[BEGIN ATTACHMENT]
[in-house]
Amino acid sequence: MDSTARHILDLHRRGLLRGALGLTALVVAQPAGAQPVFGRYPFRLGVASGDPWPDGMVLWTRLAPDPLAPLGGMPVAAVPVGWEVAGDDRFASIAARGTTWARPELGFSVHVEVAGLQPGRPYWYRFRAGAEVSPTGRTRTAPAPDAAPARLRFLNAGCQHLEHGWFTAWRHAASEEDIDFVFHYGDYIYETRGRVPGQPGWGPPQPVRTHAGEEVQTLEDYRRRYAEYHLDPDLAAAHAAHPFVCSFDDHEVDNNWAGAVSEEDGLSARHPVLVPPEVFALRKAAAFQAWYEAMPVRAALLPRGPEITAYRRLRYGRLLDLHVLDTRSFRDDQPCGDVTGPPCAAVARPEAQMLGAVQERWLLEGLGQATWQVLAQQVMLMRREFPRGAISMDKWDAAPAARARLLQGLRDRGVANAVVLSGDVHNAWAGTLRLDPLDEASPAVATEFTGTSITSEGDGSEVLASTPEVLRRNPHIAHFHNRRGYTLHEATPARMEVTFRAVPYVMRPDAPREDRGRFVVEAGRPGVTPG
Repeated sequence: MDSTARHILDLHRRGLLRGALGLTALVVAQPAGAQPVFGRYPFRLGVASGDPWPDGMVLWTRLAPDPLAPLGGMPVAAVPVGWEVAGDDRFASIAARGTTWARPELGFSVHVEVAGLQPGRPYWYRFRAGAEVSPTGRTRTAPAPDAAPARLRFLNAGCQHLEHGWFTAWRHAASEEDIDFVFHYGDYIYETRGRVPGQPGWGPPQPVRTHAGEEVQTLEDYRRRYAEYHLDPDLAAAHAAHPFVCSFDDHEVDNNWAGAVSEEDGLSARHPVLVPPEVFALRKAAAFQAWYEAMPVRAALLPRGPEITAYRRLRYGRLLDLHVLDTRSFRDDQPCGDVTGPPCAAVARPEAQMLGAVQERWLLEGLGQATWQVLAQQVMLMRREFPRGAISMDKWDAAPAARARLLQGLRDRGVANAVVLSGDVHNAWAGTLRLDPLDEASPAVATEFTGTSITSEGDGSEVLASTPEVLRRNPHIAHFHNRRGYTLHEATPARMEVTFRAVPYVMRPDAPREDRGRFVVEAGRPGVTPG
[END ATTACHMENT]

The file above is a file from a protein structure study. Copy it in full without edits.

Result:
[in-house]
Amino acid sequence: MDSTARHILDLHRRGLLRGALGLTALVVAQPAGAQPVFGRYPFRLGVASGDPWPDGMVLWTRLAPDPLAPLGGMPVAAVPVGWEVAGDDRFASIAARGTTWARPELGFSVHVEVAGLQPGRPYWYRFRAGAEVSPTGRTRTAPAPDAAPARLRFLNAGCQHLEHGWFTAWRHAASEEDIDFVFHYGDYIYETRGRVPGQPGWGPPQPVRTHAGEEVQTLEDYRRRYAEYHLDPDLAAAHAAHPFVCSFDDHEVDNNWAGAVSEEDGLSARHPVLVPPEVFALRKAAAFQAWYEAMPVRAALLPRGPEITAYRRLRYGRLLDLHVLDTRSFRDDQPCGDVTGPPCAAVARPEAQMLGAVQERWLLEGLGQATWQVLAQQVMLMRREFPRGAISMDKWDAAPAARARLLQGLRDRGVANAVVLSGDVHNAWAGTLRLDPLDEASPAVATEFTGTSITSEGDGSEVLASTPEVLRRNPHIAHFHNRRGYTLHEATPARMEVTFRAVPYVMRPDAPREDRGRFVVEAGRPGVTPG
Repeated sequence: MDSTARHILDLHRRGLLRGALGLTALVVAQPAGAQPVFGRYPFRLGVASGDPWPDGMVLWTRLAPDPLAPLGGMPVAAVPVGWEVAGDDRFASIAARGTTWARPELGFSVHVEVAGLQPGRPYWYRFRAGAEVSPTGRTRTAPAPDAAPARLRFLNAGCQHLEHGWFTAWRHAASEEDIDFVFHYGDYIYETRGRVPGQPGWGPPQPVRTHAGEEVQTLEDYRRRYAEYHLDPDLAAAHAAHPFVCSFDDHEVDNNWAGAVSEEDGLSARHPVLVPPEVFALRKAAAFQAWYEAMPVRAALLPRGPEITAYRRLRYGRLLDLHVLDTRSFRDDQPCGDVTGPPCAAVARPEAQMLGAVQERWLLEGLGQATWQVLAQQVMLMRREFPRGAISMDKWDAAPAARARLLQGLRDRGVANAVVLSGDVHNAWAGTLRLDPLDEASPAVATEFTGTSITSEGDGSEVLASTPEVLRRNPHIAHFHNRRGYTLHEATPARMEVTFRAVPYVMRPDAPREDRGRFVVEAGRPGVTPG